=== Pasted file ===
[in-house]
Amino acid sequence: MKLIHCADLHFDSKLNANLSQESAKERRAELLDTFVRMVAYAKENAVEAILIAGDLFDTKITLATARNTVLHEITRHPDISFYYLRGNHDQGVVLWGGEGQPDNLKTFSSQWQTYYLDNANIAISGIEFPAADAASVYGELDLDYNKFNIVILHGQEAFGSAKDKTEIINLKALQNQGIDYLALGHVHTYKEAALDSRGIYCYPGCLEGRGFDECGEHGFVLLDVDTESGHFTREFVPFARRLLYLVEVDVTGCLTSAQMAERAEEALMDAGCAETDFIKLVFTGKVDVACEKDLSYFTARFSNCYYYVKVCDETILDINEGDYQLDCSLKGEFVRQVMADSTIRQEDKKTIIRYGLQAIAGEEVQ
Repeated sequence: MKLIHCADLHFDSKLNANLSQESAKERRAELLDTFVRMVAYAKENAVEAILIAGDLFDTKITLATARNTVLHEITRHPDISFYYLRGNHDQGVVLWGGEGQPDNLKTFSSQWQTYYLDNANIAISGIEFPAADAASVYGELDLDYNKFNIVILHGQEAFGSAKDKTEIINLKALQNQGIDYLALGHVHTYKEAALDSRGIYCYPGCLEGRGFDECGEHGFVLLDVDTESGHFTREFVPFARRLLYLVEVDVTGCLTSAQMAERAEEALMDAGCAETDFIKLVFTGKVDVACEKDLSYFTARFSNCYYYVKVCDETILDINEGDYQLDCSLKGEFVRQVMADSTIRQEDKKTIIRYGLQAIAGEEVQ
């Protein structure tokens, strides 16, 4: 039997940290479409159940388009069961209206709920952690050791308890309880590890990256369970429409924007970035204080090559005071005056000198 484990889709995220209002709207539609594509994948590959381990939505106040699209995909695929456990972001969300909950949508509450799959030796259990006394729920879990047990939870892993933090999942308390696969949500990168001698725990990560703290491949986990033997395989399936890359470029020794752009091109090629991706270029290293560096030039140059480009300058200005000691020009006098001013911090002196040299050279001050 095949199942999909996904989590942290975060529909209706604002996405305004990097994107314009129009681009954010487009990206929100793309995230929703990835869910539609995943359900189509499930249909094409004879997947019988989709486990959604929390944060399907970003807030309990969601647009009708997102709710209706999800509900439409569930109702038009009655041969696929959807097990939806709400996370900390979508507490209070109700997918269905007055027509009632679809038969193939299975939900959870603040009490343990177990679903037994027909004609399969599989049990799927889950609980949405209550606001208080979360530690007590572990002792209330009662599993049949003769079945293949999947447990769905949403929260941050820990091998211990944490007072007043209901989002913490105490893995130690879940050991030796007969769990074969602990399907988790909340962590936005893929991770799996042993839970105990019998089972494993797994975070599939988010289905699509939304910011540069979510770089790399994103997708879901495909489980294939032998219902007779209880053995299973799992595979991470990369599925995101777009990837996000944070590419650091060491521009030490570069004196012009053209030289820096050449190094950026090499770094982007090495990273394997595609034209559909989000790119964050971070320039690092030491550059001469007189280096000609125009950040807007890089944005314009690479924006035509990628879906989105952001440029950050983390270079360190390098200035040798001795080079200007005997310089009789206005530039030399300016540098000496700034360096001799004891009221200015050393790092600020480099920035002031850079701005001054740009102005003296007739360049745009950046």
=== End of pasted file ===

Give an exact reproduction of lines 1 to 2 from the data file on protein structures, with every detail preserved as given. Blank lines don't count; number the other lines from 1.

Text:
[in-house]
Amino acid sequence: MKLIHCADLHFDSKLNANLSQESAKERRAELLDTFVRMVAYAKENAVEAILIAGDLFDTKITLATARNTVLHEITRHPDISFYYLRGNHDQGVVLWGGEGQPDNLKTFSSQWQTYYLDNANIAISGIEFPAADAASVYGELDLDYNKFNIVILHGQEAFGSAKDKTEIINLKALQNQGIDYLALGHVHTYKEAALDSRGIYCYPGCLEGRGFDECGEHGFVLLDVDTESGHFTREFVPFARRLLYLVEVDVTGCLTSAQMAERAEEALMDAGCAETDFIKLVFTGKVDVACEKDLSYFTARFSNCYYYVKVCDETILDINEGDYQLDCSLKGEFVRQVMADSTIRQEDKKTIIRYGLQAIAGEEVQ